The way has finally been cleared for New Zealand to export apples to Australia, ending years of bickering between the two countries.
But Australia's federal opposition party says it's not confident that Australian quarantine inspectors have the resources to stop devastating diseases such as fire blight and European canker from coming in with the New Zealand fruit.
Only commercially mature fruit can be imported under guidelines proposed by Australia's director of animal and plant quarantine.
The fruit will need to be washed with high-pressure water spray and brushed in the packing house to remove surface contamination from pests and trash such as leaf litter.
Australia's Trade Minister Craig Emerson told parliament yesterday the decision had not been taken lightly and was based on science.
Any apple consignments that did not meet Australia's import requirements would be rejected, Dr Emerson said.
The system will be audited and verified by Australian authorities before the apples leave New Zealand, and Australian quarantine officers will inspect all consignments when they land in Australia.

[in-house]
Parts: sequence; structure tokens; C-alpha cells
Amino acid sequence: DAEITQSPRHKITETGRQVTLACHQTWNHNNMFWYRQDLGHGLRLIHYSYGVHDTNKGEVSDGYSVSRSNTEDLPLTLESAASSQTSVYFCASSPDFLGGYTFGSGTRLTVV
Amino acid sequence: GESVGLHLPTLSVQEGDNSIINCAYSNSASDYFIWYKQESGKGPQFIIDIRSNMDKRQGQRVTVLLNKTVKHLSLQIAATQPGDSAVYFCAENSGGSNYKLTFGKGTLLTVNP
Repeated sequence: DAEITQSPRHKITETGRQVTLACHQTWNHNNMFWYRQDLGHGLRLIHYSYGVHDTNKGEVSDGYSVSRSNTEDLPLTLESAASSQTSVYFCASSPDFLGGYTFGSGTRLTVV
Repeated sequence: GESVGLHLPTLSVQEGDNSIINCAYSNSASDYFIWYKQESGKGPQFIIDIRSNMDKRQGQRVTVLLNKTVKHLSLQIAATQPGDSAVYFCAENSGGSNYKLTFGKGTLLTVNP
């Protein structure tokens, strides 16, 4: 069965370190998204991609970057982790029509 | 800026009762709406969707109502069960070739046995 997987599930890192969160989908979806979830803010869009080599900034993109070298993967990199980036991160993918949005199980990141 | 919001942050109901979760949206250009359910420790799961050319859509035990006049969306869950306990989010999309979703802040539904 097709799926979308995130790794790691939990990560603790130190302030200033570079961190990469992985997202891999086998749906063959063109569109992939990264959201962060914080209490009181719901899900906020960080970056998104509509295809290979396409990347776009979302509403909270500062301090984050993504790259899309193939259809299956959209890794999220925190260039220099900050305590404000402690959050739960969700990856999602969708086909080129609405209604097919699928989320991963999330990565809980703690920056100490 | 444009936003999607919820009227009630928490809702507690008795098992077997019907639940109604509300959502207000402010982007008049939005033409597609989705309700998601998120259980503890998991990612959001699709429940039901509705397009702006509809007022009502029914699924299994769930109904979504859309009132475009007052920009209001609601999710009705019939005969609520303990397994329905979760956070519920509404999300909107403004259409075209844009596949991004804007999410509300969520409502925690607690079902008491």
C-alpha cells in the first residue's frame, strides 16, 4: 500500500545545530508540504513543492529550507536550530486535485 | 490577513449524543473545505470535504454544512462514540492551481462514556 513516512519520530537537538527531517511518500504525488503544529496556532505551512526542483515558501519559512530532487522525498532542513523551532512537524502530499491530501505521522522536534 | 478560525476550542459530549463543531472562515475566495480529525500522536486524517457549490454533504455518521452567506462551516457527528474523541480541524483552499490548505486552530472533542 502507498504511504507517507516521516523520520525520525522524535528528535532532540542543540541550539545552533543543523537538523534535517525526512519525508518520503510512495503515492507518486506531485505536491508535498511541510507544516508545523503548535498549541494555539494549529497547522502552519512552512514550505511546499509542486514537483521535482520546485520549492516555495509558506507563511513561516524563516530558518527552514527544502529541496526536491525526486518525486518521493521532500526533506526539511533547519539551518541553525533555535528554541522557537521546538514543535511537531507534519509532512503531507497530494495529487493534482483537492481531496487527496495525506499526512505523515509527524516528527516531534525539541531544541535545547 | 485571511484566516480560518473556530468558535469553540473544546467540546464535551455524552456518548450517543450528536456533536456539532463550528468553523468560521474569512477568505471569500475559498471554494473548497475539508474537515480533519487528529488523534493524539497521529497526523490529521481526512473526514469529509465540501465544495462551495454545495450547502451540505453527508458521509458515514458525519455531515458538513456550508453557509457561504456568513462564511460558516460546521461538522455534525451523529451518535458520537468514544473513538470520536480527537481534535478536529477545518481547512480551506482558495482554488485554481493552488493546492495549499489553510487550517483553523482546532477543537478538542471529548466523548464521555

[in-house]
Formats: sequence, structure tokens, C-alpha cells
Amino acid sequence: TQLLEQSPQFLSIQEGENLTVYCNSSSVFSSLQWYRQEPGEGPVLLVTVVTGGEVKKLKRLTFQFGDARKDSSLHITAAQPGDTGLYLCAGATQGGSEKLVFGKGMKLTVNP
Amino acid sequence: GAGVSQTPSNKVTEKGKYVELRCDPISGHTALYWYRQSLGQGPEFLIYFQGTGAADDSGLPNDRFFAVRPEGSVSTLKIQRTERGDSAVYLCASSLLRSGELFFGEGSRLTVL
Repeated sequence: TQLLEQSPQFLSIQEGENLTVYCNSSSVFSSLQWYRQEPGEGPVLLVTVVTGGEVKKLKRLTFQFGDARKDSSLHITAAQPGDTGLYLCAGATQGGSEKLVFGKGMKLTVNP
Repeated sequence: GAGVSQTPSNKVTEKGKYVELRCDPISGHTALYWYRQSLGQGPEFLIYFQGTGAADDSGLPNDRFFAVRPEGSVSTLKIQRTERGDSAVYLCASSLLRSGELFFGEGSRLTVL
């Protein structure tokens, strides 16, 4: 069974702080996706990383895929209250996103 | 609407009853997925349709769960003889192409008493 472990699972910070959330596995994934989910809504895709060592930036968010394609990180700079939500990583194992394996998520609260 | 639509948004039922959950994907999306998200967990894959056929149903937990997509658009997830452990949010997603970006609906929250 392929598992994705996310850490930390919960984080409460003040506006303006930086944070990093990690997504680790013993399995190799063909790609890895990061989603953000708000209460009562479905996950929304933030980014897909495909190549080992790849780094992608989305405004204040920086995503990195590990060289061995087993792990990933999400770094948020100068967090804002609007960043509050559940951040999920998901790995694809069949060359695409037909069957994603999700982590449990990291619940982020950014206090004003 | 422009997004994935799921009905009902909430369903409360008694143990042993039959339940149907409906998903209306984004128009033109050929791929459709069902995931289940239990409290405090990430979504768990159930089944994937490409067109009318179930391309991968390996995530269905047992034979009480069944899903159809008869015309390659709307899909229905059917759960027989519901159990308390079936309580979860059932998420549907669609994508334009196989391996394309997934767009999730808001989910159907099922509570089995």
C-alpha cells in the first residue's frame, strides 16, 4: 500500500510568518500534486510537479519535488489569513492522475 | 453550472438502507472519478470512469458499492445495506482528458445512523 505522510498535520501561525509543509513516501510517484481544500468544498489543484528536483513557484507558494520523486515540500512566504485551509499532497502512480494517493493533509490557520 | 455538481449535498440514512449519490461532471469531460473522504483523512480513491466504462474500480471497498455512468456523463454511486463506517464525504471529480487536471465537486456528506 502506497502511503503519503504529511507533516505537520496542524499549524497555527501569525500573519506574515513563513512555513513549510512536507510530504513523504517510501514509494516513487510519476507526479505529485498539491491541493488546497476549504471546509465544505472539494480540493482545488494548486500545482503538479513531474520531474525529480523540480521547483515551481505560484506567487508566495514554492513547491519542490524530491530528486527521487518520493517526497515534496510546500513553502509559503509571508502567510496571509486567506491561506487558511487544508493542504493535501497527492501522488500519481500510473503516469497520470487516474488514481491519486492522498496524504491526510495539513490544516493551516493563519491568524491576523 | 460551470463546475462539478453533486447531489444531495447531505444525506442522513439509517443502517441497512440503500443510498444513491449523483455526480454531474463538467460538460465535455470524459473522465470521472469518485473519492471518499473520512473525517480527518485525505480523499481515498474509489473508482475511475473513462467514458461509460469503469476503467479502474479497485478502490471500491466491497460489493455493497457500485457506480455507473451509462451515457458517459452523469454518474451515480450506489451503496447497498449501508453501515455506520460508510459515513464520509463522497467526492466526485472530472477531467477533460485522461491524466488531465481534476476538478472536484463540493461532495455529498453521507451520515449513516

Opposition Leader Tony Abbott told reporters in Canberra there was no certainty disease would not get into Australia with imported apples.
"That's what we are calling on the government to ensure - that no diseased apples come into this country - and we are far from confident that the Australian quarantine service at the present time can do that," Mr Abbott said.
Apple and Pear Australia chairman John Lawrenson agreed, saying all Australian growers should now fear the appearance of fire blight, leaf curling midge or European canker.
"Farmers will be nervous just getting out of bed in the morning because they will be wondering if today is the day they discover fire blight in their orchard," he said in a statement.
He described Biosecurity Australia's quarantine protocols as "horrendously weak".
An opposition private member's bill to give parliamentarians a veto over apple import permits will be introduced on Monday.
Dr Emerson said continuing to block NZ apples from the Australian market could lead to trade restrictions affecting other Australian industries.
"Australian farmers would be exposed to retaliation by New Zealand," Dr Emerson said.
The battle began five years ago when NZ took an Australian risk analysis on apples to the World Trade Organisation, arguing it was unfair.
The WTO ruled in late 2010 that the Australian quarantine restrictions were not supported by science.
Australian authorities then reviewed quarantine policy, sought industry comment and came up with the new import conditions.